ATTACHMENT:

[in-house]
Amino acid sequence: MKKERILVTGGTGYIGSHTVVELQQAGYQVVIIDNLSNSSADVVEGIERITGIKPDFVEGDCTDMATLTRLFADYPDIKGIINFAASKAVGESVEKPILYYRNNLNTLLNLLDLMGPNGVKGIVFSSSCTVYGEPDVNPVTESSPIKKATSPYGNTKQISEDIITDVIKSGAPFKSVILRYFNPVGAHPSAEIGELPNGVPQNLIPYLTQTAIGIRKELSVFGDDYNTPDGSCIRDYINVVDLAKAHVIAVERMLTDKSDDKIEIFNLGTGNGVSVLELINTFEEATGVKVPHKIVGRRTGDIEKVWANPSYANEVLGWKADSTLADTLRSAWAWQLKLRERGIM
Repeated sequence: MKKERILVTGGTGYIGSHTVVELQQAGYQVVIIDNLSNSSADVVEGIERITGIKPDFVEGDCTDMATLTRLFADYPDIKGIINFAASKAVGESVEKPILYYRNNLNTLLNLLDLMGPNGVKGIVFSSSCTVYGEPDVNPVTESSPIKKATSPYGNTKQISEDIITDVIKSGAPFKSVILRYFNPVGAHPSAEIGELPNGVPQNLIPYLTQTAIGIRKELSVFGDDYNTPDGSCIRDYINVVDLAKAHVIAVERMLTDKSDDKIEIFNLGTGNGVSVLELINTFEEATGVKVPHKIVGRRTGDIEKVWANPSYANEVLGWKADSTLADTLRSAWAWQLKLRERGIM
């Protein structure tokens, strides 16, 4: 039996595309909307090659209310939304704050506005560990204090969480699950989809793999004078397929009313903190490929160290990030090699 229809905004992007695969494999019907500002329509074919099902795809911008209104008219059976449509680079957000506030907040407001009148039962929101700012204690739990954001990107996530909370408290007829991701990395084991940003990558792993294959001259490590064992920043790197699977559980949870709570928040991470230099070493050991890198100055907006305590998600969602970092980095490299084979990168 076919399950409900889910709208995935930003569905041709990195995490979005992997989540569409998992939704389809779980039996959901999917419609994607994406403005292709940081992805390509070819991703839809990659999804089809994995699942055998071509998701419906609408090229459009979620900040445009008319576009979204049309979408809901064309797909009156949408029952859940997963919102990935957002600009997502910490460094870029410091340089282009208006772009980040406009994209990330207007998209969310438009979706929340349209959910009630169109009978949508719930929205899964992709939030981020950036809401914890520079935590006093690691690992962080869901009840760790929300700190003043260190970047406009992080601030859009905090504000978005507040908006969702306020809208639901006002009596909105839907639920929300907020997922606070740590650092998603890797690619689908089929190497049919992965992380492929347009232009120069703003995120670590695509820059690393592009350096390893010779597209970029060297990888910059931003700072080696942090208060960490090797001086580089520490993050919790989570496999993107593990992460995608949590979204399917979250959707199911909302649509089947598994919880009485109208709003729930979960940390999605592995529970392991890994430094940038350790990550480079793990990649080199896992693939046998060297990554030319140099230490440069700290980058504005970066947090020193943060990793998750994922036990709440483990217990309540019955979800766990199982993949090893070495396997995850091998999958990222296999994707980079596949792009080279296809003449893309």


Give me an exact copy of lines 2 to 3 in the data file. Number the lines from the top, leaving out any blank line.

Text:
Amino acid sequence: MKKERILVTGGTGYIGSHTVVELQQAGYQVVIIDNLSNSSADVVEGIERITGIKPDFVEGDCTDMATLTRLFADYPDIKGIINFAASKAVGESVEKPILYYRNNLNTLLNLLDLMGPNGVKGIVFSSSCTVYGEPDVNPVTESSPIKKATSPYGNTKQISEDIITDVIKSGAPFKSVILRYFNPVGAHPSAEIGELPNGVPQNLIPYLTQTAIGIRKELSVFGDDYNTPDGSCIRDYINVVDLAKAHVIAVERMLTDKSDDKIEIFNLGTGNGVSVLELINTFEEATGVKVPHKIVGRRTGDIEKVWANPSYANEVLGWKADSTLADTLRSAWAWQLKLRERGIM
Repeated sequence: MKKERILVTGGTGYIGSHTVVELQQAGYQVVIIDNLSNSSADVVEGIERITGIKPDFVEGDCTDMATLTRLFADYPDIKGIINFAASKAVGESVEKPILYYRNNLNTLLNLLDLMGPNGVKGIVFSSSCTVYGEPDVNPVTESSPIKKATSPYGNTKQISEDIITDVIKSGAPFKSVILRYFNPVGAHPSAEIGELPNGVPQNLIPYLTQTAIGIRKELSVFGDDYNTPDGSCIRDYINVVDLAKAHVIAVERMLTDKSDDKIEIFNLGTGNGVSVLELINTFEEATGVKVPHKIVGRRTGDIEKVWANPSYANEVLGWKADSTLADTLRSAWAWQLKLRERGIM